In his lovely introduction for M. Rickert’s debut story collection Map of Dreams, Chris Barzak shares an anecdote from a letter about process she wrote him. She said:
And, I had forgotten this, but in about fourth grade, fifth grade? I don’t know but I was young, and basically fairly unpopular and a skinny, cross-eyed girl with cat-eye glasses and I wrote this story that I decided to perform for the class as a monologue. So the whole thing is about how nobody likes me or plays with me and I don’t know why, and how alone I am, and how I try to fit in. The last line is something like, "Then she turned and walked away dragging her tail behind her."
So I’m the girl with the tail. One of the hardest parts of my life as a writer was figuring that out.
And if that doesn’t make you want to read this collection more than anything else I’m going to say, well, what’s your deal?
Mary Rickert is one of the best short story writers working today. The first story of hers I read was "Bread and Bombs," side by side with a George Saunders story, "The Red Bow," exploring similar thematic territory–her story more than held its own. (Yes, I know technically Ben’s "The Valley of the Giants" separates them, but I’d already read it.) I thought: who on Earth is this writer? Which is what Chris says he also felt when he first encountered Rickert’s work. I have a feeling there’s an army of people (small, but growing) out there with similar stories. "The first time I read an M. Rickert story, I sat up and said, Who is this amazing writer and where did she come from?"
So, the collection. It collects all sorts of her fantastic (in multiple senses of the word) previously published stories–I’ll particularly recommend here "Bread and Bombs," "Cold Fires," "Anyway," and "Leda." But there aren’t any bums in the lot; there are stories I don’t love as much or that maybe don’t rise to quite the same level, but every story in the bunch is worth reading. Every story is thoughtfully, beautifully constructed and has something specific to say. Often collections can have a samey quality that undercuts them; by the same token, you want a collection to feel unified. Each story here is different, its own thing, but Rickert’s voice unites them. Concerns echo, but don’t repeat.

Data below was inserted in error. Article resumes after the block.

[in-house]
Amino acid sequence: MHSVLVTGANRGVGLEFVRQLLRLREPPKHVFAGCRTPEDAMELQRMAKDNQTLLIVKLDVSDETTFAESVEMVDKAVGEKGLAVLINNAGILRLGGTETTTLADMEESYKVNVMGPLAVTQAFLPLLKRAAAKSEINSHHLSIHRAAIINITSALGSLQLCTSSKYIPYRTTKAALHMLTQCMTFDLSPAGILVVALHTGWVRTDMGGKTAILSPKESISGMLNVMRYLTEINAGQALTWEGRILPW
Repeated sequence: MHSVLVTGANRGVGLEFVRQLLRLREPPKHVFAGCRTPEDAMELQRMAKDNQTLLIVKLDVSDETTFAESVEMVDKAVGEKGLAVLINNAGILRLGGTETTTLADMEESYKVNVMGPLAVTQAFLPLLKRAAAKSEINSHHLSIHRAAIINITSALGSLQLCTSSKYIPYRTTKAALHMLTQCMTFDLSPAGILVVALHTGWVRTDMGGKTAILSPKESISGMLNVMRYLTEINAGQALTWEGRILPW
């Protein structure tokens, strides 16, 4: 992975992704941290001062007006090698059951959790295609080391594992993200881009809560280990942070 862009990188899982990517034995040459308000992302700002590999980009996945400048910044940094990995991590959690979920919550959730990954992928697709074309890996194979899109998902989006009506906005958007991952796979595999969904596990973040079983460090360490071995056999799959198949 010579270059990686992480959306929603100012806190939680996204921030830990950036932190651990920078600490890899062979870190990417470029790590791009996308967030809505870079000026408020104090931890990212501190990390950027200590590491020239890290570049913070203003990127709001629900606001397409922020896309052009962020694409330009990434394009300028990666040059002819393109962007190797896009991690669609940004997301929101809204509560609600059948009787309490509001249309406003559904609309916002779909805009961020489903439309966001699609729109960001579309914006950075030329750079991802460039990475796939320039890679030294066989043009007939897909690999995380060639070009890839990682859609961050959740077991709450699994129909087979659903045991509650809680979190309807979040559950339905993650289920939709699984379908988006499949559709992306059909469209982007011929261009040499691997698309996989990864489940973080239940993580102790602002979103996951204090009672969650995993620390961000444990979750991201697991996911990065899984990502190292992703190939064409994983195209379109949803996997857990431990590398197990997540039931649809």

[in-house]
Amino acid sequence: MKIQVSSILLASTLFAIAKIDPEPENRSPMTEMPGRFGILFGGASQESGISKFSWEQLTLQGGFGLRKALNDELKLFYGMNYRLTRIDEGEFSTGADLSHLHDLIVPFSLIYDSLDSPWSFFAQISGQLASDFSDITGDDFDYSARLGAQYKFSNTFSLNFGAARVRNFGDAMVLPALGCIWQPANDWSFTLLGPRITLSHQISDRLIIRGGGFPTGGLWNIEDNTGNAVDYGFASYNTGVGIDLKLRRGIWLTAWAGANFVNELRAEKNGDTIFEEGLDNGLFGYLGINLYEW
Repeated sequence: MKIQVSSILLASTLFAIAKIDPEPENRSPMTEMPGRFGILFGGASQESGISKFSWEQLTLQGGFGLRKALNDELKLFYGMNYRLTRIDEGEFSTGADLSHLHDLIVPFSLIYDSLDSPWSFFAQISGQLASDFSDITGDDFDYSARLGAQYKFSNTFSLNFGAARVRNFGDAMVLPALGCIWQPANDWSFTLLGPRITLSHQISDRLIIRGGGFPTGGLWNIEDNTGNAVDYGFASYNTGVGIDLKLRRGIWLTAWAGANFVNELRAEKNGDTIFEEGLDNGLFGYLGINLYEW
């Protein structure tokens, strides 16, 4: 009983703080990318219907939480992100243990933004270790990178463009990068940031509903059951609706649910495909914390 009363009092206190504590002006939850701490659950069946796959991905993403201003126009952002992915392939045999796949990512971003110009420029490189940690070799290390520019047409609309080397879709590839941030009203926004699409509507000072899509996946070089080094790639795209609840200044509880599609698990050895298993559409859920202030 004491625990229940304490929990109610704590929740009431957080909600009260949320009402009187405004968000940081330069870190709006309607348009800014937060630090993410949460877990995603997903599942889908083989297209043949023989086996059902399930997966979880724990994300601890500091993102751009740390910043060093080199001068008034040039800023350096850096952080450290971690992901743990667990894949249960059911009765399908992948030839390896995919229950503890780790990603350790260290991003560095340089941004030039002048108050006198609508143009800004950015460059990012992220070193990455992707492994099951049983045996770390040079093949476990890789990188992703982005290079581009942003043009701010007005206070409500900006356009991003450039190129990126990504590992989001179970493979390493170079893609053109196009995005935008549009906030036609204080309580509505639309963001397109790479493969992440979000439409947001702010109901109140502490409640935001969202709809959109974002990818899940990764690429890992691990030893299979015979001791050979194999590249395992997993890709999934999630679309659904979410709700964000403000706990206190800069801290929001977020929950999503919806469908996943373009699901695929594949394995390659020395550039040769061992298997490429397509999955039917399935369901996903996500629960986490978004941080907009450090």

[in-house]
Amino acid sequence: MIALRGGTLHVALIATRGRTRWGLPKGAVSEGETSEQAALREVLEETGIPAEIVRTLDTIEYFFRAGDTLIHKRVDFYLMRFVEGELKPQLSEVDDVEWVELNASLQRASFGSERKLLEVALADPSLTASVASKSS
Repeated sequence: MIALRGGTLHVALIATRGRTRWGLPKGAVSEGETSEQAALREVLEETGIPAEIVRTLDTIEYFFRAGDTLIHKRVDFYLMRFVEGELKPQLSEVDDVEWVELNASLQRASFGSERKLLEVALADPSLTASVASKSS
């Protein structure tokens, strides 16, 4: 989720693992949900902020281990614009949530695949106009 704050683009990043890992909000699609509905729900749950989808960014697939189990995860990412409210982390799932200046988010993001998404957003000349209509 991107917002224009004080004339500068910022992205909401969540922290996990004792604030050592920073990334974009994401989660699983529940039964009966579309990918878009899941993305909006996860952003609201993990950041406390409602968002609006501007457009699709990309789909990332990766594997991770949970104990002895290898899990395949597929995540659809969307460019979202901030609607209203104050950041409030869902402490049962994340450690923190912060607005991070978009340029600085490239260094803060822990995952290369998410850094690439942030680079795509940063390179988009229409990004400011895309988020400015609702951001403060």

I’ll finish by saying that the title novella, published here for the first time, is as wonderful as anything else Rickert has written. Novellas frequently seem awkward to me. Often, they seem like fat short stories, plump on extraneous detail. Or, conversely, like too-short novels, with the story smushed and abbreviated, thinned out. "Map of Dreams" feels just right. As if it could never have been anything else, as if there’s not a stray word in it. It’s such a satisfying story. A woman witnesses her daughter murdered by a sniper, then discovers she might be able to travel back in time to change things through an intersection of physics and the Aboriginal Dreaming. Her journey is fascinating and surprising, and the combination of odd elements never feels forced. It would be worth buying the collection just for this.
And, more than that, it makes me want a novel from Rickert so so so badly. In fact, I’d try to start a Make M. Rickert Write a Novel movement, except her bio says she’s already working on one. I could start a Make M. Rickert Finish Her Novel movement instead, but you don’t want to rush a writer like this. The wait will be worth it.
2 thoughts on “Dreaming Oddities: “Map of Dreams””
I need to order this. Like now.
Just spent a weekend in Florida hanging out a bit with Mary Rickert at the ICFA. Very nice person. When she recieved The Crawford Award for Map of Dreams she gave a truly moving and eloquent speech about the “Building” of fantasy we (writers, readers, scholars, teachers, critics) occupy. Someone should ask her to reprint it somewhere. It’s worth keeping. Discovered we both love Nabokov’s Pale Fire.
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